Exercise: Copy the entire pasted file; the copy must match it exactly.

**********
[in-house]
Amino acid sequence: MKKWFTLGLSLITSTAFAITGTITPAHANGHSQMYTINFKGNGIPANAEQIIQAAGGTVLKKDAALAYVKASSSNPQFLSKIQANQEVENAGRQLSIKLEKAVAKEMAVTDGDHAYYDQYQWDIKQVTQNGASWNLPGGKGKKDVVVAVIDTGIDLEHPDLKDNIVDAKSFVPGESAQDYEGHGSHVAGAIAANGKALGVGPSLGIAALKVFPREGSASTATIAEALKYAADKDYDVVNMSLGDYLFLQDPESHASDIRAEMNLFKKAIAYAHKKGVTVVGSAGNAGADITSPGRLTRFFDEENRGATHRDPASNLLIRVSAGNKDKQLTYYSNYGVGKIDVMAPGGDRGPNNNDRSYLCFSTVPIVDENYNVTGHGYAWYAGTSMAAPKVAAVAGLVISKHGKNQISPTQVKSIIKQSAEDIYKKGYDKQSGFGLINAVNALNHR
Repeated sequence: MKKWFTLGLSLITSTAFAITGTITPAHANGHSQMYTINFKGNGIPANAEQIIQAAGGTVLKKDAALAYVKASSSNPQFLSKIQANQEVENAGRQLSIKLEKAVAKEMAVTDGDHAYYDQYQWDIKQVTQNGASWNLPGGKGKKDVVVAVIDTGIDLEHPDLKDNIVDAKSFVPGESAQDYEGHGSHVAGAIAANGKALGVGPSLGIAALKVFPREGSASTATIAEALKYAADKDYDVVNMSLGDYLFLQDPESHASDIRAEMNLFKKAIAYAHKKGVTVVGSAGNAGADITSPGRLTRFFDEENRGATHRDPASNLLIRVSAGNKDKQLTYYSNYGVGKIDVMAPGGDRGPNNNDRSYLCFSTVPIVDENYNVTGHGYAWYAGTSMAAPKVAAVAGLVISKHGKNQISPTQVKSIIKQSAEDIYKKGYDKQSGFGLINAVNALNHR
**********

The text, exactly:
[in-house]
Amino acid sequence: MKKWFTLGLSLITSTAFAITGTITPAHANGHSQMYTINFKGNGIPANAEQIIQAAGGTVLKKDAALAYVKASSSNPQFLSKIQANQEVENAGRQLSIKLEKAVAKEMAVTDGDHAYYDQYQWDIKQVTQNGASWNLPGGKGKKDVVVAVIDTGIDLEHPDLKDNIVDAKSFVPGESAQDYEGHGSHVAGAIAANGKALGVGPSLGIAALKVFPREGSASTATIAEALKYAADKDYDVVNMSLGDYLFLQDPESHASDIRAEMNLFKKAIAYAHKKGVTVVGSAGNAGADITSPGRLTRFFDEENRGATHRDPASNLLIRVSAGNKDKQLTYYSNYGVGKIDVMAPGGDRGPNNNDRSYLCFSTVPIVDENYNVTGHGYAWYAGTSMAAPKVAAVAGLVISKHGKNQISPTQVKSIIKQSAEDIYKKGYDKQSGFGLINAVNALNHR
Repeated sequence: MKKWFTLGLSLITSTAFAITGTITPAHANGHSQMYTINFKGNGIPANAEQIIQAAGGTVLKKDAALAYVKASSSNPQFLSKIQANQEVENAGRQLSIKLEKAVAKEMAVTDGDHAYYDQYQWDIKQVTQNGASWNLPGGKGKKDVVVAVIDTGIDLEHPDLKDNIVDAKSFVPGESAQDYEGHGSHVAGAIAANGKALGVGPSLGIAALKVFPREGSASTATIAEALKYAADKDYDVVNMSLGDYLFLQDPESHASDIRAEMNLFKKAIAYAHKKGVTVVGSAGNAGADITSPGRLTRFFDEENRGATHRDPASNLLIRVSAGNKDKQLTYYSNYGVGKIDVMAPGGDRGPNNNDRSYLCFSTVPIVDENYNVTGHGYAWYAGTSMAAPKVAAVAGLVISKHGKNQISPTQVKSIIKQSAEDIYKKGYDKQSGFGLINAVNALNHR